By Lise-Anne Bauch
Last summer, master weaver Jan Mostrom taught a popular class in beginning rya weaving at the Weavers Guild of Minnesota (WGM). (See The Zen of Rya). This winter, students braved both the bitter cold and a more complicated weave structure in Rya with Hidden Knots.
Jan drew her inspiration from an antique coverlet in the Vesterheim collection, which she previously analyzed for the Norwegian Textile Letter. The coverlet features sparse knots on a ground cloth woven in an irregular houndstooth twill. (The side with knots would have been placed toward the body, trapping air for warmth.) Due to the weave structure, the knots do not show on the non-pile side. The result is a vibrant masterpiece uniting form and function (See “Visiting the Vesterheim Collection” from the August 2012 issue.)
To keep costs affordable, students used Harrisville Highland in contrasting colors for warp and weft, then dove eagerly into Jan’s treasured stash of Rauma yarn from Norway for their knots. Students also supplemented knots with yarns from their own stashes, including silk and linen for added visual interest.
The weaving process was challenging. To achieve the houndstooth twill, the weaver must treadle continuously (1-2-3-4), stopping to tie knots every time treadle 1 is reached—while simultaneously changing weft colors every six picks. To further complicate matters, the knots alternate in placement. (Knots are tied above three lifted warp threads on one row, then tied over two lifted warp threads on the next row, and so on.) Students likened the process to patting one’s heading while rubbing one’s stomach, and there was plenty of counting-out-loud in the room.
In addition, students had the usual challenges of weaving, including keeping a consistent beat, avoiding draw-in, and creating even selvedges. Still, as in the previous class, students loved the tactile nature of rya: The soft knots just beg to be touched, and the simple, repetitive motion of tying them is soothing and meditative.
Students created their own designs, choosing to weave pillows, wall hangings, or loom bench covers. Jan pointed out that a simple, bold design works best to showcase the rya knots. Students heeded her advice, sticking to basic shapes while choosing a variety of means to show off both the knots and the houndstooth in the background.
Students also chose which yarns to incorporate into their knots to achieve the desired effect. For example, Geri Retzlaff wove enough yardage for a large pillow, alternating ground cloth and knots in an abstract pattern. She included hand-dyed silk thrums from a previous project, adding a touch of luxury to the finished product.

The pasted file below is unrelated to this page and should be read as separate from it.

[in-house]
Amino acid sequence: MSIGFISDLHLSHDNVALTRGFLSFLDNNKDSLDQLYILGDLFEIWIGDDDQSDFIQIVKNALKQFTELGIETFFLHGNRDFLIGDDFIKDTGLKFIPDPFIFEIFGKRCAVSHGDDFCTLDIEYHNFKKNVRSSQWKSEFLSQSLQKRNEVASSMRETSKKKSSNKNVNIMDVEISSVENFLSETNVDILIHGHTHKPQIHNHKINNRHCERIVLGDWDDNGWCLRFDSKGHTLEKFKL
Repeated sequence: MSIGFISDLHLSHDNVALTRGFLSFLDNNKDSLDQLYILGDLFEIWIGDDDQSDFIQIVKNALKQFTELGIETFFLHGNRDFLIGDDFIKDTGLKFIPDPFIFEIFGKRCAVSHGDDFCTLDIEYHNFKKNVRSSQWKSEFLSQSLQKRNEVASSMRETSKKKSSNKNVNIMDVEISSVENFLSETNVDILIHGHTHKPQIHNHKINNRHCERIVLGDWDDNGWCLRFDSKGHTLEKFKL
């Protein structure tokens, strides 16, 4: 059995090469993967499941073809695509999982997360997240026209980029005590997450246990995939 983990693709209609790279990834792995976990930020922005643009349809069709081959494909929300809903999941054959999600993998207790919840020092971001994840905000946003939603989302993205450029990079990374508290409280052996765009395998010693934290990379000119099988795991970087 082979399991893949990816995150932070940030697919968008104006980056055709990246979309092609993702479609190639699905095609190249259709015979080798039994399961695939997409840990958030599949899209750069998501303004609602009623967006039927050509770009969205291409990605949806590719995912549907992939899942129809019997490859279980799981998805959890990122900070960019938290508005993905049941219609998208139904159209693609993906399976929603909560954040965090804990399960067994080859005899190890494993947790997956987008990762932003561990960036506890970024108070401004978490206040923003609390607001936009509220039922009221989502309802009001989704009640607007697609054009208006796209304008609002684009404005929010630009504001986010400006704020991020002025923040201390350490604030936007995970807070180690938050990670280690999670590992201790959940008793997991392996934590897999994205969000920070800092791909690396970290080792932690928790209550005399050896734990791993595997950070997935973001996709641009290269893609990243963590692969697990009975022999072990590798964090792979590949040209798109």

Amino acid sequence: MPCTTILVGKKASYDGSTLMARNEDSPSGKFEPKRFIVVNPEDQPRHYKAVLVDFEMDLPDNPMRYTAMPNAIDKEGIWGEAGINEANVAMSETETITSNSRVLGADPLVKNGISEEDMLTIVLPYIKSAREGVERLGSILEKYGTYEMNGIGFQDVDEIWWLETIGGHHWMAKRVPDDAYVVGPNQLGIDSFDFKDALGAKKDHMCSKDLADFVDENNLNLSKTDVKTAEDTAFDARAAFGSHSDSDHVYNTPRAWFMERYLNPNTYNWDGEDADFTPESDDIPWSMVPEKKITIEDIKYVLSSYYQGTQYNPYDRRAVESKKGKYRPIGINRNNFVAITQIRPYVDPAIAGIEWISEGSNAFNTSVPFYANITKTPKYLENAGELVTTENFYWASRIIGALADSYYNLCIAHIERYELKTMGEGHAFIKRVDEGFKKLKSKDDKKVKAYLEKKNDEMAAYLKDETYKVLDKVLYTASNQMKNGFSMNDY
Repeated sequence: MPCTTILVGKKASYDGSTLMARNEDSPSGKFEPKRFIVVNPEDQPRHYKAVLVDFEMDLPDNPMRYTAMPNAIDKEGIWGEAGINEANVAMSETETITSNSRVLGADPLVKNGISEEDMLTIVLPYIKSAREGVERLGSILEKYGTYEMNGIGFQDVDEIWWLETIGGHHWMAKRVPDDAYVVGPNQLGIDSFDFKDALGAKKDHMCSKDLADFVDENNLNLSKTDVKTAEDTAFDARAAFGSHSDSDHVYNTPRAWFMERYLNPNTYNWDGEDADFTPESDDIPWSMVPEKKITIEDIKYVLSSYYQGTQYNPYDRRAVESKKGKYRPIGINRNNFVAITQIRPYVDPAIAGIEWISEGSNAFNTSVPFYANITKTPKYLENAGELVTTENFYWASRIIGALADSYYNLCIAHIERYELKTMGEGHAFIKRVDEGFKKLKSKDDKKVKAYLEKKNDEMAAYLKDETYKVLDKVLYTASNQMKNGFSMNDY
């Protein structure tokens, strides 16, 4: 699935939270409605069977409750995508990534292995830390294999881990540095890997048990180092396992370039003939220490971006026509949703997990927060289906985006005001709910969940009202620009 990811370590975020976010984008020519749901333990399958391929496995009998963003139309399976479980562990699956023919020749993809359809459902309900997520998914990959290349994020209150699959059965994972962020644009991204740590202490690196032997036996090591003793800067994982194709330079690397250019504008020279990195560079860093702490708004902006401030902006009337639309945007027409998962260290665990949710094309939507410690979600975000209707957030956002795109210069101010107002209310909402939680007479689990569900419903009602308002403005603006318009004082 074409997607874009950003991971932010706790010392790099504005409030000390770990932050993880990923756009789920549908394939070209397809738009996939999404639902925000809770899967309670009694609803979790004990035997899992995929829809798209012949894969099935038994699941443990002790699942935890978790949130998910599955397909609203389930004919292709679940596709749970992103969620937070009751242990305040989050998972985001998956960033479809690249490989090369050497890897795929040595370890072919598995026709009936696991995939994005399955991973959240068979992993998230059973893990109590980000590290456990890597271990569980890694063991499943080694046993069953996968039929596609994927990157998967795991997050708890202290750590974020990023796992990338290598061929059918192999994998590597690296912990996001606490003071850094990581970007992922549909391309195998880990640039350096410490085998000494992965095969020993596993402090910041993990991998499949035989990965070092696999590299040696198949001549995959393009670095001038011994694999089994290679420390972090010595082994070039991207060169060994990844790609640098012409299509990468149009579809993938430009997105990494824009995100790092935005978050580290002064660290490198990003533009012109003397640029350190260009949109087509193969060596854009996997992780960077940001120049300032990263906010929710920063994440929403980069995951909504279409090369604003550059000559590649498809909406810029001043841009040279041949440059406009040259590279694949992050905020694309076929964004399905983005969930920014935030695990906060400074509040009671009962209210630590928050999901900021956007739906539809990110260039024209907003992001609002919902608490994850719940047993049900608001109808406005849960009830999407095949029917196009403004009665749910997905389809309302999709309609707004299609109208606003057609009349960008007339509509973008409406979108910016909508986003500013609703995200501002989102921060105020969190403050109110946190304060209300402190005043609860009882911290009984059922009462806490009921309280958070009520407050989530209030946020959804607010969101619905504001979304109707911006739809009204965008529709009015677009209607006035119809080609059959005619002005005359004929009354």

While a novice weaver, Anne Burgeson is a skilled spinner. She chose to incorporate her own handspun into her knots, creating a riot of color and texture to offset her cheerful blue-and-cream houndstooth. She even used unspun locks of wool for her knots, creating the illusion of fat, puffy clouds against a bright blue sky.
Carol Harrington used thick wool yarn in cheerful colors that matched her inspiration, a painting of bright red poppies. The warmth of the colors brought a touch of spring, a welcome contrast to the bleak February landscape outside. Likewise, Susan Andrews paired rich teal and orange in her abstract wall hanging, balanced with black-and-white houndstooth, while Mary Holmgren added rosy linen to her bold red and purple stripes.
I chose to weave a loom bench cover using a palette of brown, grey, white, and blue inspired by a photo of an Icelandic sweater. The beautiful blue Rauma yarn was a present from my mother from her recent trip to Norway. As for those hidden knots…well, mine turned out more “partially-obscured” than hidden!
Finally, lifelong weaver Louise French recently earned the coveted Certificate of Excellence from the Handweavers Guild of America. (Lou is the first member of WGM to achieve this honor.) As part of the certification process, she wove several pile weavings using cut weft or Ghiodes knots, like those used in rya. Intrigued by the process, Lou signed up for Jan’s class to learn more. Lou wove a wall hanging in copper and grey based on a painting by Paul Klee, one of her favorite artists.
“I had no idea what a treat I was in for,” Lou commented. “I’m normally not a particularly patient weaver – one shuttle is my game – but I loved it. I loved the mystery of the hidden knots, I loved the story of why the Norwegians created such pieces, and I loved the contemplative nature of choosing the yarns that would create the next knot.”
Throughout the class, Jan remained patient and encouraging, helping each student bring their unique vision to life.”It is wonderful fun to teach rya,” she noted, “because the weavers’ creativity goes wild and the results are inspiring.” Rya exploration will continue at WGM through a year-long interest group, to culminate in an exhibit in the fall of 2015. Stay tuned for more adventures in rya!